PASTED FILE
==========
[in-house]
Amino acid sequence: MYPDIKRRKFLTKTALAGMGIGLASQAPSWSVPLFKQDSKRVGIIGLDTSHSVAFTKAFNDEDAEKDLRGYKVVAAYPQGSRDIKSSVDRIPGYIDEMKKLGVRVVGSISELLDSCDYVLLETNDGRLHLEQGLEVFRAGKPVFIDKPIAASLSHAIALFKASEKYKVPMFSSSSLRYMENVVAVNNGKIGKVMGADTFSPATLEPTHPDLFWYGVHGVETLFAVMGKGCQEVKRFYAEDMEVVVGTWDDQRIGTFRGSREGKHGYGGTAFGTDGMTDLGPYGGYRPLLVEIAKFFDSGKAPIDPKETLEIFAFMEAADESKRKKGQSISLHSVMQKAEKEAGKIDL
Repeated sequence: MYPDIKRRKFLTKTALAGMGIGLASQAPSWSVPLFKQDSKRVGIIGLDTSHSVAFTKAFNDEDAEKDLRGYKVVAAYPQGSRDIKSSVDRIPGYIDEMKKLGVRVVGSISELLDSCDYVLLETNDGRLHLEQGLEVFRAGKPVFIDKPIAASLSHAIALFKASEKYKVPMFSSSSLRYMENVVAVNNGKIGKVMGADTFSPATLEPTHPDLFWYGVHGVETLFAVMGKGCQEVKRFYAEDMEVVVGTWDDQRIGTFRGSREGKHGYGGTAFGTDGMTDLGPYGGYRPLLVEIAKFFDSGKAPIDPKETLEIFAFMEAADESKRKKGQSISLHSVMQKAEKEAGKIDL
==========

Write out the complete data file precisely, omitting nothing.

[in-house]
Amino acid sequence: MYPDIKRRKFLTKTALAGMGIGLASQAPSWSVPLFKQDSKRVGIIGLDTSHSVAFTKAFNDEDAEKDLRGYKVVAAYPQGSRDIKSSVDRIPGYIDEMKKLGVRVVGSISELLDSCDYVLLETNDGRLHLEQGLEVFRAGKPVFIDKPIAASLSHAIALFKASEKYKVPMFSSSSLRYMENVVAVNNGKIGKVMGADTFSPATLEPTHPDLFWYGVHGVETLFAVMGKGCQEVKRFYAEDMEVVVGTWDDQRIGTFRGSREGKHGYGGTAFGTDGMTDLGPYGGYRPLLVEIAKFFDSGKAPIDPKETLEIFAFMEAADESKRKKGQSISLHSVMQKAEKEAGKIDL
Repeated sequence: MYPDIKRRKFLTKTALAGMGIGLASQAPSWSVPLFKQDSKRVGIIGLDTSHSVAFTKAFNDEDAEKDLRGYKVVAAYPQGSRDIKSSVDRIPGYIDEMKKLGVRVVGSISELLDSCDYVLLETNDGRLHLEQGLEVFRAGKPVFIDKPIAASLSHAIALFKASEKYKVPMFSSSSLRYMENVVAVNNGKIGKVMGADTFSPATLEPTHPDLFWYGVHGVETLFAVMGKGCQEVKRFYAEDMEVVVGTWDDQRIGTFRGSREGKHGYGGTAFGTDGMTDLGPYGGYRPLLVEIAKFFDSGKAPIDPKETLEIFAFMEAADESKRKKGQSISLHSVMQKAEKEAGKIDL